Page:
Some businesses still rely on a backup as a substitute for an archive. It is not practical to search and retrieve data from a backup that has a purpose to restore, although it may be possible. It uses up resources unnecessarily, takes far too long and is very costly. Furthermore, regulations do not allow unlimited amounts of time to respond to data requests or lawsuits.
Backup vs. archive
Generally, businesses back up their servers, data repositories, and other systems. The data stored in a backup is a copy of the current and active operational data in use. Businesses, in the past (many still do) back up onto physical tapes and drives which are then stored off-premise. Many businesses utilize cloud backup solutions for increased ease of storing and managing data.
Backups are to restore an entire system (OS and data) in the event of an incident or disaster. So, the data stored in a backup usually covers a shorter period, compared to that of an archive and it is updated more frequently.
Archived data, on the other hand, is kept for the long term — many years. The data is usually used infrequently and does not change often. However, archived data is readily searchable and accessible on demand.
The purpose of an archive is to retrieve data. Its primary function is not to store data (even if it’s used as a space-saver). It is not used to restore systems to the latest version but provides access to data (long-term storage) for historical, compliance, and legal purposes.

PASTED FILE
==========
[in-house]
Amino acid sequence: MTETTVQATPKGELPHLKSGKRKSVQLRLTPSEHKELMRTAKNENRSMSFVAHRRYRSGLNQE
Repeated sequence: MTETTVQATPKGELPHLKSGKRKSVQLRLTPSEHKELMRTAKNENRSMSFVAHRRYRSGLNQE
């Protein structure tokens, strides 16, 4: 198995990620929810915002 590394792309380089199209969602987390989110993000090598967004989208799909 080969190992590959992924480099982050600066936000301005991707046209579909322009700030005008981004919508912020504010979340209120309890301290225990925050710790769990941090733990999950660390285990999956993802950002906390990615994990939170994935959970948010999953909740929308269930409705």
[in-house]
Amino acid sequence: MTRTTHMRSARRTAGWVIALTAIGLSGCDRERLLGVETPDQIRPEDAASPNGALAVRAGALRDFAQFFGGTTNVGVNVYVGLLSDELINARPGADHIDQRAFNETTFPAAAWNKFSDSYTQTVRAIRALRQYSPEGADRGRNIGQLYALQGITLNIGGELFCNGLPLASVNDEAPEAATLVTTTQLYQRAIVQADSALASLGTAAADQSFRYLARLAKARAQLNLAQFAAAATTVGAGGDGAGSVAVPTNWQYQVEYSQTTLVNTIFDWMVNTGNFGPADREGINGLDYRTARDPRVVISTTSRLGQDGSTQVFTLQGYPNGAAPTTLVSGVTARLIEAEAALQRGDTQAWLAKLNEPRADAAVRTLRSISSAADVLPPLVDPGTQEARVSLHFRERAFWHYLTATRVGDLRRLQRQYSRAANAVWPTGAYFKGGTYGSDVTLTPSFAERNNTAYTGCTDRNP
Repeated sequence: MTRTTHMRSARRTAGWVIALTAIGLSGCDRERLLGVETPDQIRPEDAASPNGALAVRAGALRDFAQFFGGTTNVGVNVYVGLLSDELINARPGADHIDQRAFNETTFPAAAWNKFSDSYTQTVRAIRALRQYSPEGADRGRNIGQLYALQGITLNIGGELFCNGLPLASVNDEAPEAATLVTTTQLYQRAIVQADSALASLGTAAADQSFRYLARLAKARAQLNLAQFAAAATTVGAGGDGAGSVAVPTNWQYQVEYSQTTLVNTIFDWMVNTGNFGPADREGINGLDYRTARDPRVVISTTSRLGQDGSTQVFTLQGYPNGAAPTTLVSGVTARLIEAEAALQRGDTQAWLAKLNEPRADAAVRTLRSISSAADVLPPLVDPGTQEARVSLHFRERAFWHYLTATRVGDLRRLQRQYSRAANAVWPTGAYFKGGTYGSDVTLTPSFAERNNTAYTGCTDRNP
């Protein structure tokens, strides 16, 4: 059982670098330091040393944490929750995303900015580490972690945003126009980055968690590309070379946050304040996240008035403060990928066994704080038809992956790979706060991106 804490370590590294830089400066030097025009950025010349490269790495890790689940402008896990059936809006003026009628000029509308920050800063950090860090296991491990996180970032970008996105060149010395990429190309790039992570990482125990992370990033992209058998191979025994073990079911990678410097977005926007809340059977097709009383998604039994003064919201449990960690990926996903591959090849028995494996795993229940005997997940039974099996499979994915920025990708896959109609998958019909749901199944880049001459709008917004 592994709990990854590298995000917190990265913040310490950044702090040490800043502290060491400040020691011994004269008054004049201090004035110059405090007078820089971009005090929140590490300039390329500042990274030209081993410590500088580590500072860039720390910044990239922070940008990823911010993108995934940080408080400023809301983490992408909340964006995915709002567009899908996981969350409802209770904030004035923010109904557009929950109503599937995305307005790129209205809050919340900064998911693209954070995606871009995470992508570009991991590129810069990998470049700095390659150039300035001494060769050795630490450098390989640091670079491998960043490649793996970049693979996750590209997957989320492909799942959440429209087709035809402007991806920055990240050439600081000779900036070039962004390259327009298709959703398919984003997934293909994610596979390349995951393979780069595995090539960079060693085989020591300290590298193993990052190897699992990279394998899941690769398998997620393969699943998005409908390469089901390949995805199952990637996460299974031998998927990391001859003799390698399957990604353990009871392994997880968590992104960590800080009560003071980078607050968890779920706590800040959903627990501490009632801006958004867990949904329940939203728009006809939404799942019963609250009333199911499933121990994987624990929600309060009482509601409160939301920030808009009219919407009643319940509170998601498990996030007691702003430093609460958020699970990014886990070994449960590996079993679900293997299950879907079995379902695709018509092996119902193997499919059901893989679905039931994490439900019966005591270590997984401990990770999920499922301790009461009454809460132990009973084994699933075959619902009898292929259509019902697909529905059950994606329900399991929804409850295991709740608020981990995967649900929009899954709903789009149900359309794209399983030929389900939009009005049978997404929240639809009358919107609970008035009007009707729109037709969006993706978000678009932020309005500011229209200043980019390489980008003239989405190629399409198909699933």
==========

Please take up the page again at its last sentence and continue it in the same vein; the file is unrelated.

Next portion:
Archiving is essential for multiple reasons. Including maintaining resources, performance, and scalability. Also, to effectively manage and maintain data for the long term and to observe compliance and governance of regulation and policies.
Backup vs. archive: Key differences
|Restore to a previous point in time||Index, search, and retrieve|
|Disaster recovery||Respond and report|
|A workable, most current version of operational data||Manage corporate knowledge and historical data for the long term (not for operational data)|
|Reduce downtime and repercussions that otherwise result in an interrupted or halted business function||Provides access to data for permanent records, legal, documents, and correspondence|
|Shorten recovery time and improve recoverability after a disaster incident||E-discovery|
|Unify content, manage a variety of data sources and data types|
|Analysis and audit capabilities|
|Regulation and compliance|
Relevance to data privacy and protection
Data is spread across multiple environments and components and can be challenging to manage and track without proper planning and solutions.
Data protection regulations have added some complications to backups and archives. For example, when observing the right to be forgotten or right to erasure. Businesses need to locate and delete personal information when requested to do so. If this data is backed up, it needs to be discovered and removed promptly. Hence, the importance of knowing what data is being backed up and archived.
If traditional backup methods are used (tape backups), this is particularly challenging and impractical. However, encryption can be useful. By encrypting personal information with an individual key (before it is backed up), an exclusive data subject’s data can be deleted by deleting the encryption key, no matter where the data is stored — on tape or in the cloud.
Data subjects need to be assured that if a backup containing personal data is restored to systems for recovery purposes that their data is deleted.
So, by encrypting the data first, when it needs to be deleted, the encryption key can be deleted instead of locating the data — hence destroying all the data linked to that particular key (cryptographic erasure).